In case there is any confusion between asset recycling and the procurement of management services from an experienced and qualified third party, the latter carries a significant affordability risk. This is because high-quality management services are expensive and the current performance of the assets to be managed may be too weak to pay such fees from the outset. In addition, a third-party manager would have less control over the asset than a lessee, which may hamper their bid to make the asset profitable.

Asset recycling is not a new concept. Australia appears to be one of the pioneering forces behind it as it embarked on the asset recycling journey as far back as 2014.

Some of the assets, which have been successfully leased to private parties include the port of Melbourne and 50.4 percent of Ausgrid, the largest distributor of electricity on Australia’s east coast. A private investor has even been granted a 40-year concession over the land titles registry.

The big question is whether asset recycling can work in Kenya.

Unfortunately, there is no quick answer to this question considering the issues to be factored into such an assessment. One of the most challenging aspects is the identification of an asset to be recycled. A qualifying asset needs to have sufficient long-term commercial value to a private investor. Examples may include a port, airport, power or water utility, a rail network, a toll road or public housing.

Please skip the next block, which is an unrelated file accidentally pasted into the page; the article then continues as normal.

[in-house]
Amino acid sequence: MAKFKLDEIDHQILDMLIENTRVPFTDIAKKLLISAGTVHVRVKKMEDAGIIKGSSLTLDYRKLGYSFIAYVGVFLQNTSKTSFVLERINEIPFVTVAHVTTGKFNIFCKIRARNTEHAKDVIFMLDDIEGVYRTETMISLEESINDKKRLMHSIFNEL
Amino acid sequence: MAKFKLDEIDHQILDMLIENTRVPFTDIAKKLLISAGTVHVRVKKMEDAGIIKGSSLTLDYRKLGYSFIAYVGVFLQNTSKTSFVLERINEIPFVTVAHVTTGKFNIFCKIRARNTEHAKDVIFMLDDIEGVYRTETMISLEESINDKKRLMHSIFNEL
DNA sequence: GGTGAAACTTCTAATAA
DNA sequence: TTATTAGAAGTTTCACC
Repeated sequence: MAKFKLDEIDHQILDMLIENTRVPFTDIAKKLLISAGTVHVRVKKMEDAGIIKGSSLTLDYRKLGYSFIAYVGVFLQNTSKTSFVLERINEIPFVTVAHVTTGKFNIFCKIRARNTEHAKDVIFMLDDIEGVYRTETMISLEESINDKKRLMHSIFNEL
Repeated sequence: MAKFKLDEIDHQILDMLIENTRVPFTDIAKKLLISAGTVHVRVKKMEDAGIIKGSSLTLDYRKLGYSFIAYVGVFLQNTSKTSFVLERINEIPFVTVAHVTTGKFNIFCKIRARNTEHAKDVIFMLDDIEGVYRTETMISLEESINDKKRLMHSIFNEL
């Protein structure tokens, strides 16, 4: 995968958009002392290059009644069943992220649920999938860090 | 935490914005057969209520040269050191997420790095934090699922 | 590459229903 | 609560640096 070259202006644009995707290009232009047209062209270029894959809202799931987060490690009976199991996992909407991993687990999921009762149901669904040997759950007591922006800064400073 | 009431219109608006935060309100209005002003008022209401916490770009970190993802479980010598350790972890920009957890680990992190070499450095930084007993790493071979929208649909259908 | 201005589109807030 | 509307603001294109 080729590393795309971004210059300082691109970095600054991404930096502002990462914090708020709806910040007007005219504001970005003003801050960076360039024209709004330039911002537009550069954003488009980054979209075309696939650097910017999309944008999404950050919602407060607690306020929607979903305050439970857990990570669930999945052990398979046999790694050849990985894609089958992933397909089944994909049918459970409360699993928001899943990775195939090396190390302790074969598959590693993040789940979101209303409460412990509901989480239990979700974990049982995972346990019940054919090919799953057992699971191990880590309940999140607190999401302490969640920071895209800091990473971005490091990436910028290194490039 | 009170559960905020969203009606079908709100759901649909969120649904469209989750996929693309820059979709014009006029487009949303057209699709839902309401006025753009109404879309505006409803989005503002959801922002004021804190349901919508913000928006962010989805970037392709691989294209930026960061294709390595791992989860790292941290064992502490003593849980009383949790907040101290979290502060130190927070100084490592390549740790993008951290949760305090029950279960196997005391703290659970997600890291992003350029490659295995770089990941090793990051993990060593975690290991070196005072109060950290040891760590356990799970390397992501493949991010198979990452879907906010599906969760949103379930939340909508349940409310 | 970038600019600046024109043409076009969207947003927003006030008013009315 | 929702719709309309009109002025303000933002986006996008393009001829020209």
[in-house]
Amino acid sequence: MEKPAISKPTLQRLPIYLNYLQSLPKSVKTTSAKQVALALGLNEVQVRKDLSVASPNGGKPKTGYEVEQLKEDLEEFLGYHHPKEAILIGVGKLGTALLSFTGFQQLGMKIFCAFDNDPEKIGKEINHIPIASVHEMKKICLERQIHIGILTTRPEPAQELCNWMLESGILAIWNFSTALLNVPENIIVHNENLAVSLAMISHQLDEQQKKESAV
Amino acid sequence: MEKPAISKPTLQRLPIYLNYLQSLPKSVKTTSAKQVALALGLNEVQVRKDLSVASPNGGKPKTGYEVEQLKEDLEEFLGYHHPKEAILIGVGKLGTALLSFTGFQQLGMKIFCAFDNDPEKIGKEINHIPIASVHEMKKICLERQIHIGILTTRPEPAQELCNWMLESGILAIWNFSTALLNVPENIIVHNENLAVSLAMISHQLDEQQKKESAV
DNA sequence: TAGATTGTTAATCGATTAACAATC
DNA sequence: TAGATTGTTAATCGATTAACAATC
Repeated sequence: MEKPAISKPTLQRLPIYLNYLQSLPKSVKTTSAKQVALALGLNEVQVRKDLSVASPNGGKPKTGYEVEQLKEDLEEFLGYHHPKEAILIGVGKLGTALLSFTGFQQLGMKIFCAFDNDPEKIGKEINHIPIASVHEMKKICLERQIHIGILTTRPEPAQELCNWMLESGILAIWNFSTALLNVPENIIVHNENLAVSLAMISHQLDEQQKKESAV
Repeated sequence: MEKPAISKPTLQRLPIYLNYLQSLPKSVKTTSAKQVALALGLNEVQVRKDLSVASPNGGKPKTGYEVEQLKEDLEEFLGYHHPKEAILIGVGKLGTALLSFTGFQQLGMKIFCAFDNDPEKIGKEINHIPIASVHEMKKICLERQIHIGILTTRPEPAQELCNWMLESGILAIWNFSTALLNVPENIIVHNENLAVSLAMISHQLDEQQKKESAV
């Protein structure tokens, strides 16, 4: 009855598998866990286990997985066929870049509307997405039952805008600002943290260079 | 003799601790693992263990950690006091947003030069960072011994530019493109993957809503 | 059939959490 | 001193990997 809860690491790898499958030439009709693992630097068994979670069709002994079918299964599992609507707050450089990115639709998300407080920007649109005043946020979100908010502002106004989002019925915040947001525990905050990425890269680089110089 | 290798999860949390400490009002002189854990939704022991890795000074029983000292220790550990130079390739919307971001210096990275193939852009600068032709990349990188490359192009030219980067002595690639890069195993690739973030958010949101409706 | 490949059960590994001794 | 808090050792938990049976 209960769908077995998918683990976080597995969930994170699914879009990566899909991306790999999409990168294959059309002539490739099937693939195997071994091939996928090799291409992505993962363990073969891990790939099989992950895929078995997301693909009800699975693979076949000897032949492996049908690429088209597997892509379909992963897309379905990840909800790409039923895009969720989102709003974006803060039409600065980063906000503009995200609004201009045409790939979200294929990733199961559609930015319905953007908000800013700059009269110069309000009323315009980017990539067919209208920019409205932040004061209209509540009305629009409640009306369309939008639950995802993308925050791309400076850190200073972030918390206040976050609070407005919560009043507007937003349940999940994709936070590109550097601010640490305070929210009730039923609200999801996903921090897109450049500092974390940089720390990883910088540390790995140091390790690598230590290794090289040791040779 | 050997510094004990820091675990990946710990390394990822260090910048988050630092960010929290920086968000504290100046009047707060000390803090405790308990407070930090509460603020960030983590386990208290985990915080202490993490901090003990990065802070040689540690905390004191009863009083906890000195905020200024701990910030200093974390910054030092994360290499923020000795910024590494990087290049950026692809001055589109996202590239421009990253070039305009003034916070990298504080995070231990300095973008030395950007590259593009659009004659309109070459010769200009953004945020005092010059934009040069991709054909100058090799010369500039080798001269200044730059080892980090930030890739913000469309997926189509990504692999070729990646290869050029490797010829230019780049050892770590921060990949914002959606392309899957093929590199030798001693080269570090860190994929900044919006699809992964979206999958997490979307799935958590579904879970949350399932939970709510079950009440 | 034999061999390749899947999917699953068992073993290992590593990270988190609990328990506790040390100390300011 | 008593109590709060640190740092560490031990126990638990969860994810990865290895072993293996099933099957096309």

Others are national game parks and reserves. Some of these assets may, however, be of such public importance that the government cannot cede any control over them due to national security concerns — a case in point would be a national fibre optic network.

Given the sensitivity, therefore, robust contractual arrangements would need to be put in place to ensure the protection of national interests while building in some flexibility. The government’s oversight should not suffocate the private investors who shall, on their part, require sufficient room to generate a return without political interference.

Another bridge to cross in asset recycling is identifying eligible investors with the expertise, track record, financial muscle and responsible business ethic to lease public assets.